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A volunteer unloads Food Sense packages at the Potsdam Neighborhood Center on Thursday morning. Photo: Zach Hirsch
A volunteer unloads Food Sense packages at the Potsdam Neighborhood Center on Thursday morning. Photo: Zach Hirsch

Food Sense program offers a discount to all

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Next week, Congress will begin negotiating a new Farm Bill. One of the major sticking points is the food stamp program. The House and Senate are very far away over how much to cut from food stamps, but it seems likely there will be a cut of some sort.

But food stamps are not the only option for low-income families. The Food Bank of Central NY is offering discounted packages of healthy food to anybody - no questions asked.

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Reported by

Zach Hirsch
Reporter and Producer

It’s a chilly, wet morning at the Potsdam Neighborhood Center. About 10 volunteers and staff are unloading 58 cases of food from an industrial truck. 

All this frozen produce, meat, fish, and mac-n-cheese is for the Food Sense program. The staff are going to divide the bulk delivery into smaller packages, and then sell them for around half the normal retail price. The idea is simple: to give a discount to anyone who might need it.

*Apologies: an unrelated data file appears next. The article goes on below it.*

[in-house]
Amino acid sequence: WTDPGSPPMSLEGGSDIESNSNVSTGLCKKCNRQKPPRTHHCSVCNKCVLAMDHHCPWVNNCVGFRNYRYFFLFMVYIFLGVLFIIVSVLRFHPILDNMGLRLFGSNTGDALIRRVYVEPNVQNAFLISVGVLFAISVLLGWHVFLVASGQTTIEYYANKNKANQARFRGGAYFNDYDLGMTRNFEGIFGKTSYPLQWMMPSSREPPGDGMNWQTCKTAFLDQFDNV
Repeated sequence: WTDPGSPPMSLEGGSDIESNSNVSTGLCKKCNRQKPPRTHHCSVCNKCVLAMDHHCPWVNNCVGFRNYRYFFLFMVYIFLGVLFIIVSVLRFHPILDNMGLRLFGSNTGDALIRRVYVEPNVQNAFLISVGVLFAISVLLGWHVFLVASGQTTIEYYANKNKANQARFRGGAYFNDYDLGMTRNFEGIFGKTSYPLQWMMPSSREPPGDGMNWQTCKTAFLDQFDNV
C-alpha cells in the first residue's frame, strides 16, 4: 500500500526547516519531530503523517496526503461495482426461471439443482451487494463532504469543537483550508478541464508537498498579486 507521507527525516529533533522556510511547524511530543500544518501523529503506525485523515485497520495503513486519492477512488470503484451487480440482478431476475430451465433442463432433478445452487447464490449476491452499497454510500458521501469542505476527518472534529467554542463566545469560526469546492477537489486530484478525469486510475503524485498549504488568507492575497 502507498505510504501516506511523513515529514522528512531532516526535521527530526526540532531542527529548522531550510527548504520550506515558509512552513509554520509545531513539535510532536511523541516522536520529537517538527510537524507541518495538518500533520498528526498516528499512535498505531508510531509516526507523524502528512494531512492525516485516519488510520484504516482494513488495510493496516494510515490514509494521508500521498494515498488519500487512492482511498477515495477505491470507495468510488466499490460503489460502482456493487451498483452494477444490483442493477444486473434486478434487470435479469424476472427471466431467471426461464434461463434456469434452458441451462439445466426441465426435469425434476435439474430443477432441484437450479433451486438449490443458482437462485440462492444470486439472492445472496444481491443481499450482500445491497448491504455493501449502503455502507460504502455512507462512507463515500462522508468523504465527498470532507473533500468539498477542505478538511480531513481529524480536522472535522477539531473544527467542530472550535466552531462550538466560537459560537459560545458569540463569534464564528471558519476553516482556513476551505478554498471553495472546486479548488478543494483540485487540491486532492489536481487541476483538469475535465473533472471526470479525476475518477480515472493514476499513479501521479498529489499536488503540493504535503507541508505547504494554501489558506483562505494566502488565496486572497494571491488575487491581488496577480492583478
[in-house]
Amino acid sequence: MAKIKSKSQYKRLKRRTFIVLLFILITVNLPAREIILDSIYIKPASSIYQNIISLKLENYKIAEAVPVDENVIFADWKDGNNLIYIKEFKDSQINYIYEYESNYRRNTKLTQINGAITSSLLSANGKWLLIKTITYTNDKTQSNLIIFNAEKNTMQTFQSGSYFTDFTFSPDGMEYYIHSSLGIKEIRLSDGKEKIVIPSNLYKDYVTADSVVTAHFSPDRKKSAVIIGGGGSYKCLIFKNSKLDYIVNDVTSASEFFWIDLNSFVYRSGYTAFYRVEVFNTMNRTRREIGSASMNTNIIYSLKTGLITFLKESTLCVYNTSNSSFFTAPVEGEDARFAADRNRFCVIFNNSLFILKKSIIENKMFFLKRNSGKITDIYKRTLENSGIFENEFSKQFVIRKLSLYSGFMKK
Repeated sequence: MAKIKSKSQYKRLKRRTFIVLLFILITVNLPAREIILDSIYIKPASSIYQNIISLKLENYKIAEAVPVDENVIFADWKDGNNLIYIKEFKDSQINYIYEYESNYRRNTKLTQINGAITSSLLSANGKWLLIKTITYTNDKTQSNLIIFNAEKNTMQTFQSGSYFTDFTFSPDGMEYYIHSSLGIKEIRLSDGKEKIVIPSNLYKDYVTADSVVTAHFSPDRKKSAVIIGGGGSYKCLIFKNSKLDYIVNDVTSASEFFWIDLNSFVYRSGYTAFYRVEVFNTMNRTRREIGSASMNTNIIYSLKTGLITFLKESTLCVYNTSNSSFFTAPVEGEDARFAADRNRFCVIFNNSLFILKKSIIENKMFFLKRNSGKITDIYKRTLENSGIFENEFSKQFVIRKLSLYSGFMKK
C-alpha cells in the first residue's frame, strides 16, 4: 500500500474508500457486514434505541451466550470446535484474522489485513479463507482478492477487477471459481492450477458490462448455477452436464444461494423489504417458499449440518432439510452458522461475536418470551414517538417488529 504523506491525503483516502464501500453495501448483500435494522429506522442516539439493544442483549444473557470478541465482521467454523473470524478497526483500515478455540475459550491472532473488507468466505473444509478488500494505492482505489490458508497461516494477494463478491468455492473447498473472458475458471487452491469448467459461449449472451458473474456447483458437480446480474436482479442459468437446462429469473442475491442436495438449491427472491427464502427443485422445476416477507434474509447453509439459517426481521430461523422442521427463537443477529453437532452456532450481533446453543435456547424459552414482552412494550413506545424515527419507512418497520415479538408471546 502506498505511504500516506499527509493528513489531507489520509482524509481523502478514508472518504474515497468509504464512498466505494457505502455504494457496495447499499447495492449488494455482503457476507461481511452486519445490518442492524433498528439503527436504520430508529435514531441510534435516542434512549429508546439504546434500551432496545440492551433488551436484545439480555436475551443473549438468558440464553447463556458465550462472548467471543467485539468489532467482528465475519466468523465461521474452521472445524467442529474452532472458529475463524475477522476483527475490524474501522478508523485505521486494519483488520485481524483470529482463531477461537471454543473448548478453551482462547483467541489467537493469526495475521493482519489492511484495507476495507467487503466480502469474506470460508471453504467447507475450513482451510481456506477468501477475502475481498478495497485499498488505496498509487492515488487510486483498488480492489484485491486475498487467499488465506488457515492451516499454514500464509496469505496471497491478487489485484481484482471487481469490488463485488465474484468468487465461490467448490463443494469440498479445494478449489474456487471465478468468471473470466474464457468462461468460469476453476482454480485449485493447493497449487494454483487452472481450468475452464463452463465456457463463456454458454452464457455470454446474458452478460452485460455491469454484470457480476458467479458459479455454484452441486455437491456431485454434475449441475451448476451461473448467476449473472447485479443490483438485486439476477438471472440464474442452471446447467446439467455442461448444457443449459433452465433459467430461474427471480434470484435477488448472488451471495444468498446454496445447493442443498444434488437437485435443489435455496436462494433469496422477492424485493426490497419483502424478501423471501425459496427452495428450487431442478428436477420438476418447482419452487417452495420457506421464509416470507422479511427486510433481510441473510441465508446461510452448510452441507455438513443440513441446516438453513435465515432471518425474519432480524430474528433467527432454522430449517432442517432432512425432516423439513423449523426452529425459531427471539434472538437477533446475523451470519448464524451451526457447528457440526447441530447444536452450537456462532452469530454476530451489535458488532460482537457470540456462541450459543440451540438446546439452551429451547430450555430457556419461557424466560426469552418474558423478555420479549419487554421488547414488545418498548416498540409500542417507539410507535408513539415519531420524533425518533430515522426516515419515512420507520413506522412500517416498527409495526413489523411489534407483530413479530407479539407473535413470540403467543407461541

"This is geared towards anybody. People with very good household incomes do partake in this program."

Daisy Cox is the director of the Potsdam neighborhood center. She says hunger itself is a serious problem. But asking for help can be taboo for many people.

"I don’t think that anybody ever wakes up and says, 'I wanna see Daisy at the food pantry.' It’s a very difficult thing to reach out and ask for help. Especially with something as close to a family's basic needs as food. To not be able to afford to provide for your family is very humiliating," she said.

Cox says that’s exactly why Food Sense is set up this way. It’s just a good deal, available to anyone who wants to take advantage of it.

"By not having any income requirements at all, it's also meeting the need of the working poor," she said.

The food comes from the Food Bank of Central New York. The non-profit’s Brian McManus says Food Sense doesn’t work like a business.

"It is a food buying club. It’s a total break-even program," he said.

The Food Bank gets the items at bulk value - and then delivers them without marking up the price, like businesses do.

"So no one else would ever do that because they would need to make some kind of profit whereas we don’t."

In the North Country, Food Sense is available in Lewis, St. Lawrence, and Jefferson counties. Pick-up happens at the end of each month.

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